In 1952, when the smokes of the Second World war had not settled yet, France, Italy, Germany, Holland, Belgium and Luxemburg signed the Treaty of Paris, the first post-war European inter-nation organization. These same countries in 1958 signed the Treaty of Rome, formally giving birth to the European Community system. In 1973, England joined the system. Twenty years ago, in Maastricht, some European Union countries met to set up the road for the common currency， the Euro. At the moment, 27 countries are part of the European Union, with 17 also being part of the Eurozone. Our Chinese friends can use a vivid example to grasp the magnitude of this events: imagine that, in Asia, investments, people and services can freely move from one country to another. For example, Japanese could freely migrate to China and Chinese people could migrate to Vietnam, and so on. At the same time, Asian countries would be using the same common currency, with monetary policies and inflation targets being decided by an Asian Central Bank, let’s say, headquartered in the Philippines. Difficult thing to achieve, right? Europe did it!
Since the signing of the first treaties, Europe has enjoyed peace and economic prosperity for 70 years, an event never seen before – at least, not that I remember. During these years, European countries and European people have forgiven each other and underwent a process of re-conciliation: the hatred of the war period have given way to friendship and cooperation. In the history of mankind, it is rare to find such examples of success. No matter what damage the Eurozone debt crisis can bring in the future, we cannot deny the past successes of the European Union.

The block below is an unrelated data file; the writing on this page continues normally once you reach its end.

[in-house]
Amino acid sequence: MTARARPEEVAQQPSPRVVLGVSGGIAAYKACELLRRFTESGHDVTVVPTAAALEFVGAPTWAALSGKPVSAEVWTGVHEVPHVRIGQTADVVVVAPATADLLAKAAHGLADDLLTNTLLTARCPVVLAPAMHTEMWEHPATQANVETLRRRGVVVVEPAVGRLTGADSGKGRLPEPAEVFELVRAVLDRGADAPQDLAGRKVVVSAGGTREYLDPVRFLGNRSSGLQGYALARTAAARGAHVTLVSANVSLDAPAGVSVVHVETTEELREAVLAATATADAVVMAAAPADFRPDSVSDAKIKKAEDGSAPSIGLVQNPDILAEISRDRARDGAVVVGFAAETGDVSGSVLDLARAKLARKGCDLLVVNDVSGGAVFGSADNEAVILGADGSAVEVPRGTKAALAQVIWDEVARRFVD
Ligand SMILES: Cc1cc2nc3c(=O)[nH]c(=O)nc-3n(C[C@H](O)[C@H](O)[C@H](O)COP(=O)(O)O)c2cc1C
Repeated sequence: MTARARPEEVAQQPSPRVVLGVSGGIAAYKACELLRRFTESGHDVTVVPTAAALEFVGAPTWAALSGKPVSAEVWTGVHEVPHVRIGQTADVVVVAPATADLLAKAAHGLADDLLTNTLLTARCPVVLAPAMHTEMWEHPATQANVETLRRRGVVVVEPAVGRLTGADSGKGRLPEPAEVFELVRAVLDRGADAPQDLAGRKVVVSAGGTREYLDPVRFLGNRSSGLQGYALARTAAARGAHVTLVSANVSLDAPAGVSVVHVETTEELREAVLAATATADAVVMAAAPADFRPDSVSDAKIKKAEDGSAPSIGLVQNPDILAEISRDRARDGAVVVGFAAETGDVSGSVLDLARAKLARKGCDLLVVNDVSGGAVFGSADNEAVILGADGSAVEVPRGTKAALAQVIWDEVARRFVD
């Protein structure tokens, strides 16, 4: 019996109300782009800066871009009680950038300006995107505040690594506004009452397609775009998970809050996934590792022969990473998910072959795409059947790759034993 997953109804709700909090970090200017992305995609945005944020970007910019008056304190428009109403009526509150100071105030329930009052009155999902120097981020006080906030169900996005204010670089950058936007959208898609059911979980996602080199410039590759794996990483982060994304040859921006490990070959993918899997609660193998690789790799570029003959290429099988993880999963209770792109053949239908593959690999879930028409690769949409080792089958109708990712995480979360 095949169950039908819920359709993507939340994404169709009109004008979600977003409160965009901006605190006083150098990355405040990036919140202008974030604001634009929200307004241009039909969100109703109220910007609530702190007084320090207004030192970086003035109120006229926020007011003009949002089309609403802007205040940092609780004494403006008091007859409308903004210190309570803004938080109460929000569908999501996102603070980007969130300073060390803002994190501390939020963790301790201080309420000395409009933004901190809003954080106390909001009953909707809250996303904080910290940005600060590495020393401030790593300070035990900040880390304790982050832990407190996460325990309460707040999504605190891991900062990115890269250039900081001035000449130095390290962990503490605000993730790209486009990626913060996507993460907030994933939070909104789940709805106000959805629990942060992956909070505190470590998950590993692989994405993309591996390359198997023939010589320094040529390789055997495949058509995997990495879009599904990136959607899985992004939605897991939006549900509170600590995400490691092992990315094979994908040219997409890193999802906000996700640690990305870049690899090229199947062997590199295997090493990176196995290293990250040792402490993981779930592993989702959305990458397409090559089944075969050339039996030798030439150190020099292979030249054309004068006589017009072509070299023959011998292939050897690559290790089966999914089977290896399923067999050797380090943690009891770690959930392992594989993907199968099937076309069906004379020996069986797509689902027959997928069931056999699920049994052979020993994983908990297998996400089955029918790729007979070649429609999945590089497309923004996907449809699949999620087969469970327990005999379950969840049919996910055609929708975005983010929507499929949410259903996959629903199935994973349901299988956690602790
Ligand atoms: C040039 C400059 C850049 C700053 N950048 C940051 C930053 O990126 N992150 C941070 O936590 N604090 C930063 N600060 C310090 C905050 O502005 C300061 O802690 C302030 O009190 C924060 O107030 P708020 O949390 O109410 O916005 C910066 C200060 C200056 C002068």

With this premise in mind, let’s turn our attention to what this current Euro crisis is about. First of all, we need to recognise that we are faced with two separate issues: Sovereign debt crisis and Eurozone crisis. They are two different things, albeit strictly inter-related. The former is due to inadequate fiscal policies implemented by individual countries over the last few decades. The latter is due to fundamental structural faults in the way the Euro system was created. The reason why the Euro issue been brought to the forum is because of the gravity of the sovereign debt crisis. These are two separate problems and, solving one, does not imply solving the other. The reason why the sovereign debt crisis has become so serious and needs immediate attention is due to the fact that the international debt markets don’t have the patient – rightly so – to wait for 17 leaders to take united actions. Furthermore, inside each of these 17 countries, there are many different political views, so that the Eurozone not only does not speak with a single voice, not even with 17 voices, but with 34 or more. One can imagine how, in this circumstance, constructive progress quickly hits against a wall.